Idaho State Rep. Charlie Shepherd said he opposed a bill (H. 226) that would have provided nearly $6 million for early childhood education programs because it might allow mothers to go to work instead of forcing them to be homeschooling housewives.
I don’t think anybody does a better job than mothers in the home, and any bill that makes it easier or more convenient for mothers to come out of the home, and let somebody else raise their child, I just don’t think that’s a good direction for us to be going in.
That bill failed yesterday on a 34-36 vote. (Though it may come up again in a different form.)
Still, the point is that Shepherd decided his faith-based, archaic, misogynistic view of women — as stay-at-home moms who have no business working if that means sending their kids to daycare or public school — should guide the state. And 35 of his Republican colleagues joined him in killing that bill.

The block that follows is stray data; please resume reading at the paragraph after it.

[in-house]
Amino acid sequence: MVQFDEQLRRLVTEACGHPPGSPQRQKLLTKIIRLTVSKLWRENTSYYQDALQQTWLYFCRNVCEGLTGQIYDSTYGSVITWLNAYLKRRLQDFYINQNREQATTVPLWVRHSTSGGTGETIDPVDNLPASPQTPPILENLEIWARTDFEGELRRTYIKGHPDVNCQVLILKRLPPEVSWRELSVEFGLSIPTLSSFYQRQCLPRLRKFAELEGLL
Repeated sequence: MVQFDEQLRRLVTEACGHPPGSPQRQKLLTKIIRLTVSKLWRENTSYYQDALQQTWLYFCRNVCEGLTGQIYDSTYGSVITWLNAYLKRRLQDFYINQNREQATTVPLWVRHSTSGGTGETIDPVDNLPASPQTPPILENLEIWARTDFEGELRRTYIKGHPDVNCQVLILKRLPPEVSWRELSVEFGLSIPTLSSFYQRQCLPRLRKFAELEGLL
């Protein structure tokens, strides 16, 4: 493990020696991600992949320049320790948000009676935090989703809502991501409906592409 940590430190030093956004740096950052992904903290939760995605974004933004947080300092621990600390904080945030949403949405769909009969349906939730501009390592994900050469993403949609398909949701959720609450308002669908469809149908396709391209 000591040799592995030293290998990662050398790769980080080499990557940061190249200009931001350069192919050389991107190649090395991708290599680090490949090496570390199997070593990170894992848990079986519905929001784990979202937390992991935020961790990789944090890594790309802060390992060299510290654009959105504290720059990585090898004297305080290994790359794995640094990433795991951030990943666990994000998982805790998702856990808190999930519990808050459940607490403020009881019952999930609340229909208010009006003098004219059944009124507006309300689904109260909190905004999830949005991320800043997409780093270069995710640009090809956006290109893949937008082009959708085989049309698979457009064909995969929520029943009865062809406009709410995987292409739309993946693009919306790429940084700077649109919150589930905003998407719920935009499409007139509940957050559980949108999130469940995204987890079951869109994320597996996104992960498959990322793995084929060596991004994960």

He wasn’t the only one echoing these concerns either:
Some representatives expressed the belief that home, rather than in childcare or preschool, was the best place for young children. Rep. Barbara Ehardt, R-Idaho Falls, described overhearing a group of women discussing mothers “forced to remain home” to care for their children.
“You mean mothers raising their children?” Ehardt said she asked upon hearing this. “Have we gotten to the point that it is so denigrating and such a hardship for a mother that decides to remain home with their children that we have to disparage that?”
Those Republicans don’t seem to understand that some people can’t get by on just one income — or that school and daycare can actually be beneficial for these kids in a way that can’t be duplicated at home. That’s what happens when your party is stuck in the 1950s.
Shepherd, by the way, was elected last November (in an unopposed race) after narrowly winning a Republican primary on the strength of his self-description as someone who believes in “strong Christian and traditional family values.”
In practice, that apparently means doing as little as possible to help working women send their children back to school.
(via Boing Boing)